So again, why does the Fed target 2% inflation instead of zero?
The reason is that if a recession hits, the Fed needs to cut interest rates to get the economy out of the recession. If rates and inflation are already zero, there’s nothing to cut and we could be stuck in recession indefinitely.
That was the situation from 2008–2015. The Fed has gradually been raising rates since then so they can cut them in the next recession.
But there’s a problem. The Fed can raise rates all they want, but they can’t produce inflation. Inflation depends on consumer psychology. We have not had much consumer price inflation, but we have had huge asset price inflation. The “inflation” is not in consumer prices; it’s in asset prices. The printed money has to go somewhere. Instead of chasing goods, investors have been chasing yield.
Yale scholar Stephen Roach has pointed out that between 2008 and 2017 the combined balance sheets of the central banks of the U.S., Japan and the eurozone expanded by over $8 trillion, while nominal GDP in those same economies expanded just over $2 trillion.
What happens when you print over $8 trillion in money and only get $2 trillion of growth? What happened to the extra $6 trillion of printed money?
The answer is that it went into assets. Stocks, bonds and real estate have all been pumped up by central bank money printing. The Fed, first under Ben Bernanke and later under Janet Yellen — repeated Alan Greenspan’s blunder from 2005–06.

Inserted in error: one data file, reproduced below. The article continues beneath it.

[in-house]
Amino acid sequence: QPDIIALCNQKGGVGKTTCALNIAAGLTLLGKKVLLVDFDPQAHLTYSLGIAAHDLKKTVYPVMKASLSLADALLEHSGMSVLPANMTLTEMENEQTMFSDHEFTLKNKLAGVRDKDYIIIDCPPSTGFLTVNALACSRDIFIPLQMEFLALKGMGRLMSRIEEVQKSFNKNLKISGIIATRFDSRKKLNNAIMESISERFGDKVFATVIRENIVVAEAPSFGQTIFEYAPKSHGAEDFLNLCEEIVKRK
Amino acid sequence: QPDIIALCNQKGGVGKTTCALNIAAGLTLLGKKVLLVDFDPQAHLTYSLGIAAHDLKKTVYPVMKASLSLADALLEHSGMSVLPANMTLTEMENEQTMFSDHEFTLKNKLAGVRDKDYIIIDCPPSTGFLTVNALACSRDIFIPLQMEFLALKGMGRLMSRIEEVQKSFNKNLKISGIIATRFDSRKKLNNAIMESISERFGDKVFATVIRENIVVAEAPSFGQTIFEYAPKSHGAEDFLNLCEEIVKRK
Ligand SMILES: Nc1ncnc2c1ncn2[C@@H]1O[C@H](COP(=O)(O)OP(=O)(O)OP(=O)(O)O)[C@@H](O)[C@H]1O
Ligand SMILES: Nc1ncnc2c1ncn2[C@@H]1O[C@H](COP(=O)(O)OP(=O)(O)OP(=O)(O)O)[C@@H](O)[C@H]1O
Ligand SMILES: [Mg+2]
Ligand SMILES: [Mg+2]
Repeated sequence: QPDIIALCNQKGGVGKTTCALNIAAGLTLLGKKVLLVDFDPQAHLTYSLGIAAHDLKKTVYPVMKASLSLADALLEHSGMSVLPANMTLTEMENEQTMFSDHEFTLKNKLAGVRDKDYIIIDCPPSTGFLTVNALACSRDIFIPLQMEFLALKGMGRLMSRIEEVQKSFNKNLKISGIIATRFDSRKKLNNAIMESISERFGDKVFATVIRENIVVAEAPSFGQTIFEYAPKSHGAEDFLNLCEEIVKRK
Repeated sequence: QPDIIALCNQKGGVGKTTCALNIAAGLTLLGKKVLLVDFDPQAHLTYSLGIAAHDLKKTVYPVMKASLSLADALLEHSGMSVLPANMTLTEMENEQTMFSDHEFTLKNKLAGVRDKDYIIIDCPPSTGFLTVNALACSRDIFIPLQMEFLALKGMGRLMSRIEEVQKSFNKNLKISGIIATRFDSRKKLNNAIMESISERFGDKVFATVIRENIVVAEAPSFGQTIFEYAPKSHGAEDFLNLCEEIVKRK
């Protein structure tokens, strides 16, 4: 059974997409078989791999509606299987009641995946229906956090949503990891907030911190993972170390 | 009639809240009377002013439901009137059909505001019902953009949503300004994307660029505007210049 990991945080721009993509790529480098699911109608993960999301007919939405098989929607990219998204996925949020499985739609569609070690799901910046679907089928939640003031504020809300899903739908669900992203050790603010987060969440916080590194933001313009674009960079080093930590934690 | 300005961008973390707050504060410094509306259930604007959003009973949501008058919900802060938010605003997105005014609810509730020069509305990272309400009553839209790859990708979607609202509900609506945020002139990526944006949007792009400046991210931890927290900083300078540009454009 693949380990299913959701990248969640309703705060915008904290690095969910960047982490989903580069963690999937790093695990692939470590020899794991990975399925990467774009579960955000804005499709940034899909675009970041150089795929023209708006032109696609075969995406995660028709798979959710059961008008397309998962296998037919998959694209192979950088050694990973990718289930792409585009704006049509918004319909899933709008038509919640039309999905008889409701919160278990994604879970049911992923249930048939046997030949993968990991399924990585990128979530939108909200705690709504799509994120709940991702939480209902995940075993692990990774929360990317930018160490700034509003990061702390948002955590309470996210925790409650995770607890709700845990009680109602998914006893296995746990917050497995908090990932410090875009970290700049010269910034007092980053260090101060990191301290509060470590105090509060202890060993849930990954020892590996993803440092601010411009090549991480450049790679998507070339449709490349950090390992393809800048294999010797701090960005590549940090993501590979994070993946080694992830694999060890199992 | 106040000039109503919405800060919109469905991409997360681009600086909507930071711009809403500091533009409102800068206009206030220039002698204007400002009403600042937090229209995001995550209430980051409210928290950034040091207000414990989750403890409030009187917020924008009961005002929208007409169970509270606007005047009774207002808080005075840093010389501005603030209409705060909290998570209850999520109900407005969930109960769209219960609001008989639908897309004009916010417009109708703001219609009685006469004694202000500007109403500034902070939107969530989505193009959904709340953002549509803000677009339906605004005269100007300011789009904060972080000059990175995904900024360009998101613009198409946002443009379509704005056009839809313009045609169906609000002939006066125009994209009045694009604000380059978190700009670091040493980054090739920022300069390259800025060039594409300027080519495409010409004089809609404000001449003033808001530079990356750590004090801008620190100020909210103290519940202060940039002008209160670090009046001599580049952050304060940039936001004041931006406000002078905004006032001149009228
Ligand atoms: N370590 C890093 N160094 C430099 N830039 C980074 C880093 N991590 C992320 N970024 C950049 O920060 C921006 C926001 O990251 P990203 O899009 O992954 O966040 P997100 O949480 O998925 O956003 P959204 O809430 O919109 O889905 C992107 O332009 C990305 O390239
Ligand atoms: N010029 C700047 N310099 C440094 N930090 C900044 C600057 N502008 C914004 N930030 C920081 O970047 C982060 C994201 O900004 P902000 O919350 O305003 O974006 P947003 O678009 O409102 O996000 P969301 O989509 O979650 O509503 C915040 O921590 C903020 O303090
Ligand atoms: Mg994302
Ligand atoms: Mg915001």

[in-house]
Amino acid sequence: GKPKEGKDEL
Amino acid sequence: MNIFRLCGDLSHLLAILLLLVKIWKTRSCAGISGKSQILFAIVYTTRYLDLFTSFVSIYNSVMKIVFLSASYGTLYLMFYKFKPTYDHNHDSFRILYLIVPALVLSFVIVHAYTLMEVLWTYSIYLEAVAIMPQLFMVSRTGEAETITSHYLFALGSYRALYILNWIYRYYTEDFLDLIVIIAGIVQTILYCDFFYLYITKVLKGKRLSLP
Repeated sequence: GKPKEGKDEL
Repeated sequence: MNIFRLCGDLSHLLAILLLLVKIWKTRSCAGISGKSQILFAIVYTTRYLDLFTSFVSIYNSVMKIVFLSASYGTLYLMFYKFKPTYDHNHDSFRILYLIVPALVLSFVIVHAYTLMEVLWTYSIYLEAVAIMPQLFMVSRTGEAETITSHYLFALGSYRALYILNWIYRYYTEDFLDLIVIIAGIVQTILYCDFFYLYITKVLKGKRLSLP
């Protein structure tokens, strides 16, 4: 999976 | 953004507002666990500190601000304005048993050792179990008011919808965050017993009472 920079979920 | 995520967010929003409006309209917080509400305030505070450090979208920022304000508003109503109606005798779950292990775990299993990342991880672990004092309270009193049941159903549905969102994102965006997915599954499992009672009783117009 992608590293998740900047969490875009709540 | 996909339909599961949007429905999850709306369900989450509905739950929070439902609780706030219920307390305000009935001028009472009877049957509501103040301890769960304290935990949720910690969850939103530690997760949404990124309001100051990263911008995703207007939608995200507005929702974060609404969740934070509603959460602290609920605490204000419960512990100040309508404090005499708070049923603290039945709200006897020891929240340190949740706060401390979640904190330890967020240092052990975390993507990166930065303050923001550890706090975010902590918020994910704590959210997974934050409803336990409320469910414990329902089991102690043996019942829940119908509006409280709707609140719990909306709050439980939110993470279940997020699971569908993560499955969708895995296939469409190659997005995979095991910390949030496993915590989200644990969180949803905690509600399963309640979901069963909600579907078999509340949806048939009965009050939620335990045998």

Greenspan left rates too low for too long and got a monstrous bubble in residential real estate that led the financial world to the brink of total collapse in 2008.
Bernanke and Yellen also left rates too low for too long. They should have started rate and balance sheet normalization in 2010 at the early stages of the current expansion when the economy could have borne it. They didn’t.
Bernanke and Yellen did not get a residential real estate bubble. Instead, they got an “everything bubble.” In the fullness of time, this will be viewed as the greatest blunder in the history of central banking.
The problem with asset prices is that they do not move in a smooth, linear way. Asset prices are prone to bubbles on the upside and panics on the downside. Small moves can cascade out of control (the technical name for this is “hypersynchronous”) and lead to a global liquidity crisis worse than 2008.